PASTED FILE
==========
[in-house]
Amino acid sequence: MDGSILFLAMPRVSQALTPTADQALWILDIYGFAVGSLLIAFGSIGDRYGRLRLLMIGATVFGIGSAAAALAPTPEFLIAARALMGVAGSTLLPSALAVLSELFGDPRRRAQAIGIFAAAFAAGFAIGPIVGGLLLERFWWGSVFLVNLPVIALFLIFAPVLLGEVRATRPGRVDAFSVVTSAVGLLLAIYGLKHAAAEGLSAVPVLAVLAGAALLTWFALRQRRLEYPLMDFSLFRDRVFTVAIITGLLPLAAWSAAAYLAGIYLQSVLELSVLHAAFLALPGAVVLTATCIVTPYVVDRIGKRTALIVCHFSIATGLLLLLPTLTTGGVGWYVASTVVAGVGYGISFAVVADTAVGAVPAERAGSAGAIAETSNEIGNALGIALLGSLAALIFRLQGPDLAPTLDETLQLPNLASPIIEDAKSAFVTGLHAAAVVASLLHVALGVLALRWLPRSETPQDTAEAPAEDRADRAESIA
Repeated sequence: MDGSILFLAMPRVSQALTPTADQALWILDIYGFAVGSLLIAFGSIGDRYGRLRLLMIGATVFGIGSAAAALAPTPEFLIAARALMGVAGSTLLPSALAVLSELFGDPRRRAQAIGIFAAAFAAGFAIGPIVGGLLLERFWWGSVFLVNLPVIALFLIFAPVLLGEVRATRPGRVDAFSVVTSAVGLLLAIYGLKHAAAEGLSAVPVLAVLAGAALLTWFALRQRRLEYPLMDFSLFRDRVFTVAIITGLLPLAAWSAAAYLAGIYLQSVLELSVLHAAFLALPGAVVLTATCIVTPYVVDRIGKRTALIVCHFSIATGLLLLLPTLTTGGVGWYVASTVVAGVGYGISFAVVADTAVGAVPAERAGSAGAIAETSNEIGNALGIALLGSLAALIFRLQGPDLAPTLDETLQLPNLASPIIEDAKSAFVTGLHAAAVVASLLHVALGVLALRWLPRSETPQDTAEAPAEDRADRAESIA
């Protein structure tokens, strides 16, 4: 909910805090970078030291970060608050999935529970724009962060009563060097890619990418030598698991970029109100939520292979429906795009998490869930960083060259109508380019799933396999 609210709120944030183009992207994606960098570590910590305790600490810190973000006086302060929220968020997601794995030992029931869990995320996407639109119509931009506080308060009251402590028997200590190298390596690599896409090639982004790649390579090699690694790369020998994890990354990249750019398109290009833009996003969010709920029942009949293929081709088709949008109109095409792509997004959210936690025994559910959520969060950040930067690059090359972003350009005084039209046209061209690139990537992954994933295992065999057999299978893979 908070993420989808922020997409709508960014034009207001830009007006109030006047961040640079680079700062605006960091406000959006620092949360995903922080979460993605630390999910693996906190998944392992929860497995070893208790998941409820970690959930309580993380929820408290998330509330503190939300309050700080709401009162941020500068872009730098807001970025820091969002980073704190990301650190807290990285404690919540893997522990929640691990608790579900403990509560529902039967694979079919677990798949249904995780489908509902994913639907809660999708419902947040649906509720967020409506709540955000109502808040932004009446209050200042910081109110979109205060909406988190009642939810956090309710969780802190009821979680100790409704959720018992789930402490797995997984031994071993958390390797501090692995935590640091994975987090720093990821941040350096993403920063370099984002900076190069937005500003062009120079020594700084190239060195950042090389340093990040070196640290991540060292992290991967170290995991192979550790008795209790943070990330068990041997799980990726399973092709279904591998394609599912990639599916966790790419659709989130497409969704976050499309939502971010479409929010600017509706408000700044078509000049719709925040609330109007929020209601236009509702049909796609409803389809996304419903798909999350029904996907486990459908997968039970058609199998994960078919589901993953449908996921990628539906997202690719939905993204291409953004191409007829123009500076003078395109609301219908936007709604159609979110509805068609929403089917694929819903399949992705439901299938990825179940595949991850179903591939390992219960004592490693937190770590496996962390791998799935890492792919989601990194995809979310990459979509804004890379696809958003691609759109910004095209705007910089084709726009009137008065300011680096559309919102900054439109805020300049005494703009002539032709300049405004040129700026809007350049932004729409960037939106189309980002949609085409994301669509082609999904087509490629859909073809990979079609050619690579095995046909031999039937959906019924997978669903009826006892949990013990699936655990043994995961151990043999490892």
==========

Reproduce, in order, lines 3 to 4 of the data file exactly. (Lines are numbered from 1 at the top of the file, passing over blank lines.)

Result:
Repeated sequence: MDGSILFLAMPRVSQALTPTADQALWILDIYGFAVGSLLIAFGSIGDRYGRLRLLMIGATVFGIGSAAAALAPTPEFLIAARALMGVAGSTLLPSALAVLSELFGDPRRRAQAIGIFAAAFAAGFAIGPIVGGLLLERFWWGSVFLVNLPVIALFLIFAPVLLGEVRATRPGRVDAFSVVTSAVGLLLAIYGLKHAAAEGLSAVPVLAVLAGAALLTWFALRQRRLEYPLMDFSLFRDRVFTVAIITGLLPLAAWSAAAYLAGIYLQSVLELSVLHAAFLALPGAVVLTATCIVTPYVVDRIGKRTALIVCHFSIATGLLLLLPTLTTGGVGWYVASTVVAGVGYGISFAVVADTAVGAVPAERAGSAGAIAETSNEIGNALGIALLGSLAALIFRLQGPDLAPTLDETLQLPNLASPIIEDAKSAFVTGLHAAAVVASLLHVALGVLALRWLPRSETPQDTAEAPAEDRADRAESIA
């Protein structure tokens, strides 16, 4: 909910805090970078030291970060608050999935529970724009962060009563060097890619990418030598698991970029109100939520292979429906795009998490869930960083060259109508380019799933396999 609210709120944030183009992207994606960098570590910590305790600490810190973000006086302060929220968020997601794995030992029931869990995320996407639109119509931009506080308060009251402590028997200590190298390596690599896409090639982004790649390579090699690694790369020998994890990354990249750019398109290009833009996003969010709920029942009949293929081709088709949008109109095409792509997004959210936690025994559910959520969060950040930067690059090359972003350009005084039209046209061209690139990537992954994933295992065999057999299978893979 908070993420989808922020997409709508960014034009207001830009007006109030006047961040640079680079700062605006960091406000959006620092949360995903922080979460993605630390999910693996906190998944392992929860497995070893208790998941409820970690959930309580993380929820408290998330509330503190939300309050700080709401009162941020500068872009730098807001970025820091969002980073704190990301650190807290990285404690919540893997522990929640691990608790579900403990509560529902039967694979079919677990798949249904995780489908509902994913639907809660999708419902947040649906509720967020409506709540955000109502808040932004009446209050200042910081109110979109205060909406988190009642939810956090309710969780802190009821979680100790409704959720018992789930402490797995997984031994071993958390390797501090692995935590640091994975987090720093990821941040350096993403920063370099984002900076190069937005500003062009120079020594700084190239060195950042090389340093990040070196640290991540060292992290991967170290995991192979550790008795209790943070990330068990041997799980990726399973092709279904591998394609599912990639599916966790790419659709989130497409969704976050499309939502971010479409929010600017509706408000700044078509000049719709925040609330109007929020209601236009509702049909796609409803389809996304419903798909999350029904996907486990459908997968039970058609199998994960078919589901993953449908996921990628539906997202690719939905993204291409953004191409007829123009500076003078395109609301219908936007709604159609979110509805068609929403089917694929819903399949992705439901299938990825179940595949991850179903591939390992219960004592490693937190770590496996962390791998799935890492792919989601990194995809979310990459979509804004890379696809958003691609759109910004095209705007910089084709726009009137008065300011680096559309919102900054439109805020300049005494703009002539032709300049405004040129700026809007350049932004729409960037939106189309980002949609085409994301669509082609999904087509490629859909073809990979079609050619690579095995046909031999039937959906019924997978669903009826006892949990013990699936655990043994995961151990043999490892």